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U.S. Department of Transportation U.S. Department of Transportation Icon United States Department of Transportation United States Department of Transportation
FHWA Highway Safety Programs

Chapter 1 – Planning for Evaluation: Getting Started

Introduction

Evaluation in Action

California Regularly Tracks SHSP Implementation

California’s comprehensive Strategic Highway Safety Plan (SHSP) includes 17 Challenge Areas and currently 175 Actions. The SHSP Steering Committee meets bimonthly with Challenge Area Leaders, Action Leads, and other SHSP safety stakeholders to discuss implementation issues, present new actions, address challenges, and celebrate success. The State uses an electronic system (OnTrack) to track the implementation and progress of SHSP Actions, which allows Action Leads to update the status of the Actions for which they are responsible and provide updated comments on-line. A unique feature of the OnTrack system is the ability to produce a variety of tailored reports. For example, users can sort data by agency to see a summary of the status of implementation of Actions by Lead Agency. Monthly SHSP status reports are generated from OnTrack and posted, as required, on the SHSP web site. The tracking tool keeps safety stakeholders involved and provides them with a report and agenda to discuss at SHSP Steering Committee meetings and Challenge Area Team meetings. It also establishes a level of accountability and gives safety stakeholders ownership in the SHSP implementation process.

It is never too early to institute good evaluation practices; in fact, planning for evaluation should begin when the SHSP is developed. During the early stages of SHSP development attention should be given to how progress will be measured and success determined. Some essential elements to have in place prior to conducting the SHSP evaluation include:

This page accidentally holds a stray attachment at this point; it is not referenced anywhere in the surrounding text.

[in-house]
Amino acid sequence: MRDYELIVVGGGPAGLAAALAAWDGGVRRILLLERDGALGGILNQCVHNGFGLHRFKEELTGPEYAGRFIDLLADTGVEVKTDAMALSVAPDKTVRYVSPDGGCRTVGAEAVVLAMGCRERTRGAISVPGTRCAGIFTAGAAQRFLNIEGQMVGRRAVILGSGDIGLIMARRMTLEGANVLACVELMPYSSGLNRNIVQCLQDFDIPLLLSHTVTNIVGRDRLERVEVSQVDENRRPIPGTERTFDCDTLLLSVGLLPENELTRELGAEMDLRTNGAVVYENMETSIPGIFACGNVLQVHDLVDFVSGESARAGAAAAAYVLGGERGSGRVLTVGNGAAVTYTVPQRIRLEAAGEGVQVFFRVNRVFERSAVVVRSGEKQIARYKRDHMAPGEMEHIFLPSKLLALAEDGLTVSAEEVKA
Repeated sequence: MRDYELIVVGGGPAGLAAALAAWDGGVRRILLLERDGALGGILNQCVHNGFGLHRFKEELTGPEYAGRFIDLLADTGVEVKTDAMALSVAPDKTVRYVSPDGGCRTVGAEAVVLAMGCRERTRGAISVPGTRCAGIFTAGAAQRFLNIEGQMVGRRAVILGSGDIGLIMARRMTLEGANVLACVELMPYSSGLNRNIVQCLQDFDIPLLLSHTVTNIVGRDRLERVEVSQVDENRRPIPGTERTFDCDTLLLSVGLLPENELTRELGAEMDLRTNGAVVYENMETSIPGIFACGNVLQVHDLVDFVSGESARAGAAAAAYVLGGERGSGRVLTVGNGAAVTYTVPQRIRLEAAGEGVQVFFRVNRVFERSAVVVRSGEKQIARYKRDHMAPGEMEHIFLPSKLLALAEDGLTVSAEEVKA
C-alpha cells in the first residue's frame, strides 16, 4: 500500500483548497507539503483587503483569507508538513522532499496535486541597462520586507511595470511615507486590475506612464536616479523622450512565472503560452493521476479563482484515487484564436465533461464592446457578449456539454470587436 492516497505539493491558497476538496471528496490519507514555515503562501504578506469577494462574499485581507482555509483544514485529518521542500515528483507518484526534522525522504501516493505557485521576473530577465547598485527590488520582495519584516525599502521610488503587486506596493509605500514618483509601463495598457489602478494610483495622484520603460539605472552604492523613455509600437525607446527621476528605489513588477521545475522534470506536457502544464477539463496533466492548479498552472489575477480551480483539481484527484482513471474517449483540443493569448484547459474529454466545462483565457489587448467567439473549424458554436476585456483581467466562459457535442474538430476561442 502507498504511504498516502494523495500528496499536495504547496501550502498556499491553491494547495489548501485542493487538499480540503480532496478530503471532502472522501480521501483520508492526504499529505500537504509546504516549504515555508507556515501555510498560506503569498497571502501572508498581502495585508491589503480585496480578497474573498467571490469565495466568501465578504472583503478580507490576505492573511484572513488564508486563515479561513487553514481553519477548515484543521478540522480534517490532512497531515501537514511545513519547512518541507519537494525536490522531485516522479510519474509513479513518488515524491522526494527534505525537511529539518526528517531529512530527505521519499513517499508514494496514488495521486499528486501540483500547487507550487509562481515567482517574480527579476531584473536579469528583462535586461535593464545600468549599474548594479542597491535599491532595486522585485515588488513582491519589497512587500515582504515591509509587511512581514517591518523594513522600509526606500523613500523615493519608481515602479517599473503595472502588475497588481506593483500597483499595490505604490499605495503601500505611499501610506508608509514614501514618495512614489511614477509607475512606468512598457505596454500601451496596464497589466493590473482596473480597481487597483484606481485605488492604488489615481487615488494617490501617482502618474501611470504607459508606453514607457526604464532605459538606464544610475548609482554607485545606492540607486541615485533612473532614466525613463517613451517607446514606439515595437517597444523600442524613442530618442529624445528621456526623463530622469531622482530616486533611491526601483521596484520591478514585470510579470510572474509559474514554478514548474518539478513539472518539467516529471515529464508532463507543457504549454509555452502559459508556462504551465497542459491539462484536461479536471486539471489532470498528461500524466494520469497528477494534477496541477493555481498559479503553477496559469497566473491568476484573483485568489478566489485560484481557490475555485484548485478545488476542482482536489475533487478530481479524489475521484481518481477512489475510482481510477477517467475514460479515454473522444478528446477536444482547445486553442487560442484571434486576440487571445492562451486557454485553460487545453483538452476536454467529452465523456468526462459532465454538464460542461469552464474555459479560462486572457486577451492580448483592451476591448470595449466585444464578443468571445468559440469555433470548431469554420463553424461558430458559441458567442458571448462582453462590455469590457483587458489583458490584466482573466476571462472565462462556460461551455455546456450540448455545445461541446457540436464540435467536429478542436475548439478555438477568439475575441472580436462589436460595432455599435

• SHSP emphasis areas with performance measures, goals, and measurable objectives;
  • Implementation or action plans for each SHSP emphasis area with action steps, countermeasures, assigned roles and responsibilities, etc.;
  • Ongoing data collection and analysis; and
  • Mechanisms for tracking SHSP implementation, and monitoring progress toward reaching goals and objectives.

Chances are most of these practices already are in place, providing a strong base for conducting an SHSP evaluation. The Champion’s Guidebook and IPM provide more detail on SHSP development and implementation. The steps and recommendations in these guides help create an SHSP ready for evaluation.

The EPM supports a comprehensive, high-level evaluation of the SHSP. This can occur at any point in time, but should take into consideration Federal requirements for regularly recurring evaluation, as well as the State’s needs and circumstances. Some likely times are:

  • Prior to or as part of an SHSP update;
  • After active SHSP implementation; or
  • When an SHSP leader or other official wants to know whether the SHSP is making a difference in transportation safety.

States should always be thinking about how to gauge success and what indicators will be used to determine progress. Typically these indicators fall into two categories: process evaluation and performance evaluation.